The Smithsonian Channel documentary Volcanoes: Dual Destruction relates how, in early May of 2018, volcanic activity at Hawaii's Kilauea kicked off months of lava issuing through deep cracks in the earth

Riveting Footage Captures the Destruction of Last Year’s Volcanic Eruptions in Hawai‘i and Guatemala

A new documentary from Smithsonian Channel shows the explosive activity at the Kilauea and Fuego volcanoes

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In 2018, just a month apart, two of the most active volcanoes in the Americas violently erupted. First, in early May, was Kilauea, a volcano on the Hawaiian archipelago’s largest island. The activity capped off decades of near-continuous eruption by splitting open the surrounding area with giant fissures that that then spewed lava across the land and into the ocean. Around 2,000 residents were displaced, and the geography of the island itself changed. On June 3, Guatemala’s Volcán de Fuego experienced an unrelated deadly explosion whose massive scale took both volcanologists and locals by surprise. After that eruption, hundreds of people were reported dead or missing, 12,800 had been evacuated, and almost 17,000 small-scale farmers said the ash had hurt their crops.

A new Smithsonian Channel documentary, premiering September 8, recounts the story of the two natural disasters through in-the-moment footage that captures the joint awe and terror of the eruptions. Volcanoes: Dual Destruction also interviews eyewitnesses whose families or properties were impacted by the eruptions as well as volcanologists like Ed Venzke, who works with the Smithsonian’s Global Volcanism Project to document such seismic activity over the past 10,000 years.

While the 2018 volcanic events were dramatic and devastating, Venzke says that scientists who study volcanoes wouldn’t consider them individual eruptions but “simply part of long-term activity.” “Neither of these events was unusual for these volcanoes,” he wrote in an email, pointing out that 90 percent of Kilauea’s surface consists of lava flows less than 1,100 years old. But volcanologists operate on a long time scale; Kilauea’s 2018 activity, for instance, included the largest summit explosions since 1924, and Fuego saw its “largest and deadliest explosive activity in recent history” in 2018, according to the Venzke’s team. While the two major eruptive events took place just a month apart, Venzke is quick to clarify that they’re not linked—Kilauea’s activity did not lead to Fuego’s explosion.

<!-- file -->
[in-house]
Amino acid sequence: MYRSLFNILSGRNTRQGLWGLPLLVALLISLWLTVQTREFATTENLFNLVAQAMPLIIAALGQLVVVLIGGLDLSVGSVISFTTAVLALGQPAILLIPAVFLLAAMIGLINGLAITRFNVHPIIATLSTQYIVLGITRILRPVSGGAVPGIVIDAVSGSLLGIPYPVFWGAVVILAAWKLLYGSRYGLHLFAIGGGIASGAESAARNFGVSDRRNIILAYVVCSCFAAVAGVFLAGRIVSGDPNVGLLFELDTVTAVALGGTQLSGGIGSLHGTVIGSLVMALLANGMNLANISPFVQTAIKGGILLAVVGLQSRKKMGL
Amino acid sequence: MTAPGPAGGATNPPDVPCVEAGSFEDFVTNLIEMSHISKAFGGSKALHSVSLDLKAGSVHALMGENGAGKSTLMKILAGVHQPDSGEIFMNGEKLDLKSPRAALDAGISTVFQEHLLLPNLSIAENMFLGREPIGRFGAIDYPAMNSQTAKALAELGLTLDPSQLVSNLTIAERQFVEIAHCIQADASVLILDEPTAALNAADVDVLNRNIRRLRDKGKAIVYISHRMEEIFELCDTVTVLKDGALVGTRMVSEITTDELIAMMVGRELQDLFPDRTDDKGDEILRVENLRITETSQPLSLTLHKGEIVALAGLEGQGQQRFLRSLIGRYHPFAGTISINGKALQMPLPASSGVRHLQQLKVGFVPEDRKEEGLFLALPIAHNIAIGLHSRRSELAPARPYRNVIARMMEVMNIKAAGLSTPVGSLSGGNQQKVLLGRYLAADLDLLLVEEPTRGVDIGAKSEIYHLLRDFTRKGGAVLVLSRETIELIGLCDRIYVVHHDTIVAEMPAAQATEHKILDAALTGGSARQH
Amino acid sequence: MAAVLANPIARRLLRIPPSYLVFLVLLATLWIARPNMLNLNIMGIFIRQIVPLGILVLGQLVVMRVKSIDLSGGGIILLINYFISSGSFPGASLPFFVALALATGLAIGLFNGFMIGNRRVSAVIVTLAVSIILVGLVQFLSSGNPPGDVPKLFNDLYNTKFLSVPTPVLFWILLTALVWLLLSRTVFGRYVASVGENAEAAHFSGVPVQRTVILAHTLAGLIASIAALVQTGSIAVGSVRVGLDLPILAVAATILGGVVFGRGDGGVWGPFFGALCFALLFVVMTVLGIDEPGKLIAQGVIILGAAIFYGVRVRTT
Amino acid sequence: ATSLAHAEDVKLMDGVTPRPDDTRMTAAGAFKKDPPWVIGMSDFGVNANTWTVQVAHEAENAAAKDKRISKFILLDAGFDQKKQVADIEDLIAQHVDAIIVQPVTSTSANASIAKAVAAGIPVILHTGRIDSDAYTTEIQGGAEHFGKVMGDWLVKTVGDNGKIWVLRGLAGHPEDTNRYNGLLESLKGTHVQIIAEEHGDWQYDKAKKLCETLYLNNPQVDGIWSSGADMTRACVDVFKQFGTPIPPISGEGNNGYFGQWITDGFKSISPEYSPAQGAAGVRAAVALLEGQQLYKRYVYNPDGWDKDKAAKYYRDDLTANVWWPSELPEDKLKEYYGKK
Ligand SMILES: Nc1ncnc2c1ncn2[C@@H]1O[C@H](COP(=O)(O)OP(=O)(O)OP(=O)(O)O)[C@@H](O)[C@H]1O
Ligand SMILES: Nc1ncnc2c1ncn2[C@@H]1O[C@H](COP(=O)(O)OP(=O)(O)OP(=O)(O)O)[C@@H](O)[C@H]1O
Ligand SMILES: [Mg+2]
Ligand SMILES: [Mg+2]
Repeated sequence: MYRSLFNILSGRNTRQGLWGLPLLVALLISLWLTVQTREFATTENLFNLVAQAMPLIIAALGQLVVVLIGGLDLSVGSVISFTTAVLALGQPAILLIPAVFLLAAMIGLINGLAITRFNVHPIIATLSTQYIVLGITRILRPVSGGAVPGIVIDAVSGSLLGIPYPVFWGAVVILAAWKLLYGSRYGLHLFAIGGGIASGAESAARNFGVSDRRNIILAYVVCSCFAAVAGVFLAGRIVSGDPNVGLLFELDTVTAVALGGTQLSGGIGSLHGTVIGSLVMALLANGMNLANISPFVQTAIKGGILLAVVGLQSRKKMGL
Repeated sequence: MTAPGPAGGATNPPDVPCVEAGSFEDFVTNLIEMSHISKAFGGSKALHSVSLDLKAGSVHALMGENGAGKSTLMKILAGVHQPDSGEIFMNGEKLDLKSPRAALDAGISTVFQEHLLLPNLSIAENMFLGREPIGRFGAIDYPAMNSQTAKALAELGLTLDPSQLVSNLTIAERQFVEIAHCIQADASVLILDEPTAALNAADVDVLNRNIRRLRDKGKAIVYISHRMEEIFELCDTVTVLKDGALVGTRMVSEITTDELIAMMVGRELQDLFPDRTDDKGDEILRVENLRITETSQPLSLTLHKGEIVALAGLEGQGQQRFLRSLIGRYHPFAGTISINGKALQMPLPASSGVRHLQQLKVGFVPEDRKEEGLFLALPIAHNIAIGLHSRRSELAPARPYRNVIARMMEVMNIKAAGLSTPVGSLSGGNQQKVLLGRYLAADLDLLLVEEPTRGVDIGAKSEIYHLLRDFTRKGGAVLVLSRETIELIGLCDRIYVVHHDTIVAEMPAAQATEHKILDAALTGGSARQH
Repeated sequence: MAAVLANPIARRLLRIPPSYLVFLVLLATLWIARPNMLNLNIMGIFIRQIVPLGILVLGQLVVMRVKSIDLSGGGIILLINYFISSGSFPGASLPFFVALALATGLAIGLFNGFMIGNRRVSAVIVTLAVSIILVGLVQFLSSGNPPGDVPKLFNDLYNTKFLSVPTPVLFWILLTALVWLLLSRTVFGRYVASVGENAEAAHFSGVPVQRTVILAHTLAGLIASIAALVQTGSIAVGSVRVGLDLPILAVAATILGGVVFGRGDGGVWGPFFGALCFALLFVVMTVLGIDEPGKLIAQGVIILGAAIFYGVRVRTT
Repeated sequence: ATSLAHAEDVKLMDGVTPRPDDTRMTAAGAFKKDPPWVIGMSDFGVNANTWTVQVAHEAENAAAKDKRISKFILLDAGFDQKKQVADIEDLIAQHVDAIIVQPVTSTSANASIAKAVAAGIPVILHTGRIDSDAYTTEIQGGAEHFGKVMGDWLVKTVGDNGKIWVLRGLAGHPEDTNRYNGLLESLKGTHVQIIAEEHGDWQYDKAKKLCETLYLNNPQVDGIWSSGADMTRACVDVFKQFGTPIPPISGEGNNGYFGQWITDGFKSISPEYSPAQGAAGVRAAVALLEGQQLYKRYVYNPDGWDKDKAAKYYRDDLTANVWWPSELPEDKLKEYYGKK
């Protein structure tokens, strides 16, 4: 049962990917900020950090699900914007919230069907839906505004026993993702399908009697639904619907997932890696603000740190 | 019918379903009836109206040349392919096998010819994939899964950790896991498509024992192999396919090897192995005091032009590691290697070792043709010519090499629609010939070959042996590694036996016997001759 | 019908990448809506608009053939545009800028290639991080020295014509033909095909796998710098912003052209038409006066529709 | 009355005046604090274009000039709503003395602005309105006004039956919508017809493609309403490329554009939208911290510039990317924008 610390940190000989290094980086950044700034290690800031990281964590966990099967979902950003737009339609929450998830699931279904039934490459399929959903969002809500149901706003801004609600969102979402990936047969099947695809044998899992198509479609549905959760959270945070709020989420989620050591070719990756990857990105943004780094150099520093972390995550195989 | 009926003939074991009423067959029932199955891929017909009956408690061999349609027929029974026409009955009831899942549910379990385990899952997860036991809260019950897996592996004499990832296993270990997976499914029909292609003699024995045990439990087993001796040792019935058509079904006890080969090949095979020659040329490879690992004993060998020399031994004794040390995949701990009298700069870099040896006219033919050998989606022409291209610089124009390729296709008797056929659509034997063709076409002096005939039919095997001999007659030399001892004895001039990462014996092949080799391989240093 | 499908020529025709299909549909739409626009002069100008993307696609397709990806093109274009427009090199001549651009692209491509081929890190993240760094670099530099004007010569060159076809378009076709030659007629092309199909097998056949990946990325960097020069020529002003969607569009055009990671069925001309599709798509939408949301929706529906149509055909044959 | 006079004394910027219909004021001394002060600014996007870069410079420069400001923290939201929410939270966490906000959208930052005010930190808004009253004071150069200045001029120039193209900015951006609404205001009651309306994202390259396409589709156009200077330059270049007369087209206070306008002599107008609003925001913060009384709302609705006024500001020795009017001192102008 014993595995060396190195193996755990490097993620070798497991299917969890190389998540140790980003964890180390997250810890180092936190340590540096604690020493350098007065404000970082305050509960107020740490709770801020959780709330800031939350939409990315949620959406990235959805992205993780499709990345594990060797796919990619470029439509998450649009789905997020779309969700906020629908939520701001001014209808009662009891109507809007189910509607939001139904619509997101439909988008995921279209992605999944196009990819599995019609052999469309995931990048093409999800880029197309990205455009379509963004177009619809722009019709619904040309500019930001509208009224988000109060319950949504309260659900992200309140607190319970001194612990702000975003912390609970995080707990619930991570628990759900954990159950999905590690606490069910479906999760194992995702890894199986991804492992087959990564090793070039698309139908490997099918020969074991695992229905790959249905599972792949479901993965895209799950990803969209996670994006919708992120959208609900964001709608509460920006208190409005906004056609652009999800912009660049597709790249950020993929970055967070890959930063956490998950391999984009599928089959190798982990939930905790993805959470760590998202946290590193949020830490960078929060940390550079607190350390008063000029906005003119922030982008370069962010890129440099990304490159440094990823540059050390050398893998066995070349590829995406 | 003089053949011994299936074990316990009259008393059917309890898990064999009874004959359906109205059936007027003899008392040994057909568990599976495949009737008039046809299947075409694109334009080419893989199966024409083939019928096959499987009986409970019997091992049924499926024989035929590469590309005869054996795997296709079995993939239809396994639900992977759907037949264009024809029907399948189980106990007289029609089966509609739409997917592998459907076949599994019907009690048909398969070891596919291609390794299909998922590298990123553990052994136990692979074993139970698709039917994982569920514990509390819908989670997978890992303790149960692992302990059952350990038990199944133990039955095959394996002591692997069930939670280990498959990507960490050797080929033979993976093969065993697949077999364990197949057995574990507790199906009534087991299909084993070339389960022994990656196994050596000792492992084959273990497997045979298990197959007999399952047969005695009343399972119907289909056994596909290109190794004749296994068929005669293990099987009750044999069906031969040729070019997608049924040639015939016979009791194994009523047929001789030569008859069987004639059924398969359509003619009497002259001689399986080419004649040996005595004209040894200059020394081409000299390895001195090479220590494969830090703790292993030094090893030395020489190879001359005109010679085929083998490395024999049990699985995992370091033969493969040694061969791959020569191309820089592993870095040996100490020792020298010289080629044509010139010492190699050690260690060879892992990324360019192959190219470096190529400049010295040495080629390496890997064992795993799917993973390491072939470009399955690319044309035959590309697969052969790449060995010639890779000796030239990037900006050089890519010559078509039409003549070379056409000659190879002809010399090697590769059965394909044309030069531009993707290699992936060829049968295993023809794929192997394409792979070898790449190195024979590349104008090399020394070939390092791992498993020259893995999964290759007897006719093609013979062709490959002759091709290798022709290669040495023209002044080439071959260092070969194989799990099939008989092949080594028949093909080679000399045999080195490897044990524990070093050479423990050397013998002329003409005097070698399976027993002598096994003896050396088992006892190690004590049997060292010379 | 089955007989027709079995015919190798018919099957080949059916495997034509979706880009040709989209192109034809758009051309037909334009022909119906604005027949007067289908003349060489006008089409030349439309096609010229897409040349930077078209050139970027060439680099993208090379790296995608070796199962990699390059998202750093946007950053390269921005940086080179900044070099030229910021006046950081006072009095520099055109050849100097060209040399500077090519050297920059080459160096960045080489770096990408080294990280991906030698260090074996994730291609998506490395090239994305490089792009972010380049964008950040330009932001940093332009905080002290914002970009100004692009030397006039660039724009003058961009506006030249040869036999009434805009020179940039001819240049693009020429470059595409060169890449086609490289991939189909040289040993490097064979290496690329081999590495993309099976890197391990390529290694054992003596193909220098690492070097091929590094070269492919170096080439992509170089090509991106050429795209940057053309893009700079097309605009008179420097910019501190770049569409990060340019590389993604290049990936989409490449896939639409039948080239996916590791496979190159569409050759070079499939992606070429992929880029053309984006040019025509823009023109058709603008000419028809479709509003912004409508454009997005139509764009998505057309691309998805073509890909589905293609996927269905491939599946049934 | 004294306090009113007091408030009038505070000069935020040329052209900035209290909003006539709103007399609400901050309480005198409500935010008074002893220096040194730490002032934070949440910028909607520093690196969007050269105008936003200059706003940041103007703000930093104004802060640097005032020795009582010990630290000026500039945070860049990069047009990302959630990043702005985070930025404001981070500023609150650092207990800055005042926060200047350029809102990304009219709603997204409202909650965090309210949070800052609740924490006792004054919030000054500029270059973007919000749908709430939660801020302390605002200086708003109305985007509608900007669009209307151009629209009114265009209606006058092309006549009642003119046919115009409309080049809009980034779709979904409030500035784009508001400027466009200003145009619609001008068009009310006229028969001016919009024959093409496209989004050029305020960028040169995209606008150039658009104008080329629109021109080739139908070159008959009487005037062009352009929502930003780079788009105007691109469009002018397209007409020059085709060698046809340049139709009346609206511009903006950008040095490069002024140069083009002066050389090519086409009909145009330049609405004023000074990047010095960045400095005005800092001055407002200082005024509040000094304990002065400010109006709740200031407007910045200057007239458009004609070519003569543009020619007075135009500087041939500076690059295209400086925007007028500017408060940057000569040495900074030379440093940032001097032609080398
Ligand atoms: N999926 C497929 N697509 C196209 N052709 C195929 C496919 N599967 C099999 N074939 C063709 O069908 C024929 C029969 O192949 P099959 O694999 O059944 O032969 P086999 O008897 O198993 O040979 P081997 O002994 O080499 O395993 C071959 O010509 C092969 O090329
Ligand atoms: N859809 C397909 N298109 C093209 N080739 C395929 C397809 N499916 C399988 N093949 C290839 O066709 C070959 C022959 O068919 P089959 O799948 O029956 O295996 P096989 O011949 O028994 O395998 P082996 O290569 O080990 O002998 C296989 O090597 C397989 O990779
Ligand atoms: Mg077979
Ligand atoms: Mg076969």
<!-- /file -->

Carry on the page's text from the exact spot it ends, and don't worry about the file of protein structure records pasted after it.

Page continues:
Chronologically, however, Kilauea’s recent activity did precede Fuego’s. The Hawaiian shield volcano has been erupting since 1983, but towards the beginning of May 2018, the island experienced a succession of earthquakes, and the lava lakes in the volcano’s two craters dropped, a sign that magma was carving subterranean channels beneath the island. The first fissure appeared on May 3, and by mid-May, almost two dozen fissures had opened, some with lava “fountains” pouring from them. On May 20, the lava reached the Pacific Ocean, generating laze (a combination of glass, hydrochloric acid and steam) as the molten rock was cooled by the seawater. While there was no loss of life, and seismicity helped volcanologists identify potential fissure formation areas, 700 homes were destroyed, according to the New York Times. By the time the eruption officially ended, on September 5, Kilauea had issued enough lava to fill 320,000 Olympic swimming pools.

As the 2018 eruption of Hawaii's Kilauea progressed, the lava reached the ocean, producing clouds of laze as the molten rock hit cold seawater

Guatemala’s Fuego sits on the “Ring of Fire,” which traces several volcano-laden tectonic subduction zones. Its most recent eruptive cycle began in 2002, but this explosion proved especially dangerous, says Venzke, due to the cloud of hot ash—called pyroclastic flow—that flowed down the mountain and into the town below. A few days later, rainstorms caused lahars, or ashen mudslides, which damaged the areas further. All told, an August report from the International Red Cross counted 165 fatalities and 260 more people missing, and the 150 square-kilometer coating of ash was visible from space.

Photographer Demian Barrios, who has been documenting Hawai‘i’s lava for two decades, heard about the first fissure opening in the residential Leilani Estates area while on a photography outing with his then four-year-old son. Using a drone to get aerial footage that is now in the documentary, father and son saw the lava rising from the earth. Barrios continued to take videos of the lava flows—plowing across a road, or exploding geyser-like—solo, carrying four cameras and various lenses, the drone, batteries, tripods, a respirator and rain gear along with food, water and a toy truck to remind him of his family. Sometimes, he’d sleep in the jungle to catch the lava as it collided with the ocean.

Despite the danger, the 2018 lava flow was “surely one of the most amazing, most destructive and impressive things I’ve seen in my entire life,” Barrios says in Volcanoes: Dual Destruction. Via email, he told Smithsonian magazine, “I hope the footage can be a tool to learn, and to demonstrate the power of our planet. A reminder nothing is permanent.”

Volcanoes: Dual Destruction premieres Sunday, September 8, at 9 p.m. ET.

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